Is morality built into our cells?
I just read a question where somebody claimed it was moral to not kill mice because he or she felt a warm, fuzzy feeling inside when looking at the mouse as it was being drowned. It reminded me that I once read somewhere that babies have wide eyes because we have a built-in feeling that makes us want to protect babies when we see those eyes.
I would argue that there is a cuteness “factor” built into us, and I think it makes us want to care for things we find cute.
So here’s my proposition (and it’s probably not just mine, but I can’t quote anyone right now, so I’ll take responsibility). I think that cuteness comes first. It is an evolutionary thing that evolved because it helps us survive as a species. Before we ever had religion or any morality, we were still treating babies like they should be protected. Good thing, too. We wouldn’t be around if we didn’t.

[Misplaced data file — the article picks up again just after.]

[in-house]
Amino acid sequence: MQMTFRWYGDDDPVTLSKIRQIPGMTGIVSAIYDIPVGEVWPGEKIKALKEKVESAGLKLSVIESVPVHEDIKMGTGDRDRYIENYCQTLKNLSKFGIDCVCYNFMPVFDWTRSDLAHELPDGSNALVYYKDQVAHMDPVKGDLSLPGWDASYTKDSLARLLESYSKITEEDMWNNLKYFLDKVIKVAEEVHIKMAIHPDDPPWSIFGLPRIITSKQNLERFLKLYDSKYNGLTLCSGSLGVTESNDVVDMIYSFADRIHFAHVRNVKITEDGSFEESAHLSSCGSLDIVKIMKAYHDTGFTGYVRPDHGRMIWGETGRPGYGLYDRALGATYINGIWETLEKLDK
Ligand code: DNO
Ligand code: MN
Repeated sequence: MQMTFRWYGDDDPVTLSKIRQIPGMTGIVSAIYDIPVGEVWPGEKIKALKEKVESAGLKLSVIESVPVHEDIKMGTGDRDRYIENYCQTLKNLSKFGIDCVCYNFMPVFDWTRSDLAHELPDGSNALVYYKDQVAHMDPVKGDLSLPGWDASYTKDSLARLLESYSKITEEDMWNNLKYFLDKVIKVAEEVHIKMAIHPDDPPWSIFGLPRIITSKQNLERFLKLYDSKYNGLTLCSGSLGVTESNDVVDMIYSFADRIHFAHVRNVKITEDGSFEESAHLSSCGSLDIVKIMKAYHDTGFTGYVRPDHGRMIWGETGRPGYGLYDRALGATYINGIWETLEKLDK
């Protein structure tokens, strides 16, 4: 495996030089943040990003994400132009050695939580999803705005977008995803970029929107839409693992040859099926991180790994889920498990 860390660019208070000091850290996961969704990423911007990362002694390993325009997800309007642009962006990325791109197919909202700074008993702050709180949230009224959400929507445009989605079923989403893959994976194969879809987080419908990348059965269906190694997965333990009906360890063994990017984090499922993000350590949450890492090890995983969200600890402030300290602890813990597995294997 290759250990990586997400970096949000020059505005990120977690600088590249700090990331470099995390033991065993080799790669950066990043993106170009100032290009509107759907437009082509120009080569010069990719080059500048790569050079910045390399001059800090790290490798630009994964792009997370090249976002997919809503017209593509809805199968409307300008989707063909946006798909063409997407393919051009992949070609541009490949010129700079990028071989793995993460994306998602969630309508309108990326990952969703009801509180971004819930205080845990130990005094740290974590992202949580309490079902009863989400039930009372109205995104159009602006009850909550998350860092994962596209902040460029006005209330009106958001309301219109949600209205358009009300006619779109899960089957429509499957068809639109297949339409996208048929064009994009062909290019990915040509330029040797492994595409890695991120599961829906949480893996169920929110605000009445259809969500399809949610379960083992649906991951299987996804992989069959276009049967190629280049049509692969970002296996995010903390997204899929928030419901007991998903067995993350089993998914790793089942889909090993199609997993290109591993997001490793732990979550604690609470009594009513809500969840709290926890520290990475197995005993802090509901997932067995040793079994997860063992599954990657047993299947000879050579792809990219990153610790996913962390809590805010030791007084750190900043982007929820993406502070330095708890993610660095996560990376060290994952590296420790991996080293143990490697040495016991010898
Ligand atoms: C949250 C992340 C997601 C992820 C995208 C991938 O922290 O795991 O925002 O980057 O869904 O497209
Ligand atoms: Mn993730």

Morality came later, I postulate. Morality is the application of reason to naturally occurring behaviors. It’s a justification or explanation for why we do things. However, since it’s a naturally occurring behavior, it doesn’t follow reason perfectly. Love for human babies spills over to love for cute mice.
Then, since love for babies is supposed to be moral, we mistakenly spill that over and some people say love for mice is moral.
Is that the way it is? Or is there something I’m missing? Where do you think morality comes from?